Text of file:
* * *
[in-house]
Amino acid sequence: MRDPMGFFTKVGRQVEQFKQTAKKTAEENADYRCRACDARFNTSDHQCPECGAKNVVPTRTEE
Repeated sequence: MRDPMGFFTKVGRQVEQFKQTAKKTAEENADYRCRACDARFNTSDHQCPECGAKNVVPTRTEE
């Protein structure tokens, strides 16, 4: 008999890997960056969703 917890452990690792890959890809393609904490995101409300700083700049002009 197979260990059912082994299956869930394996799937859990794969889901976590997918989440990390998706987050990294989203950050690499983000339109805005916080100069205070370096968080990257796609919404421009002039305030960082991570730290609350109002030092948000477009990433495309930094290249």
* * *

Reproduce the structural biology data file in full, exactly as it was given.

[in-house]
Amino acid sequence: MRDPMGFFTKVGRQVEQFKQTAKKTAEENADYRCRACDARFNTSDHQCPECGAKNVVPTRTEE
Repeated sequence: MRDPMGFFTKVGRQVEQFKQTAKKTAEENADYRCRACDARFNTSDHQCPECGAKNVVPTRTEE
């Protein structure tokens, strides 16, 4: 008999890997960056969703 917890452990690792890959890809393609904490995101409300700083700049002009 197979260990059912082994299956869930394996799937859990794969889901976590997918989440990390998706987050990294989203950050690499983000339109805005916080100069205070370096968080990257796609919404421009002039305030960082991570730290609350109002030092948000477009990433495309930094290249």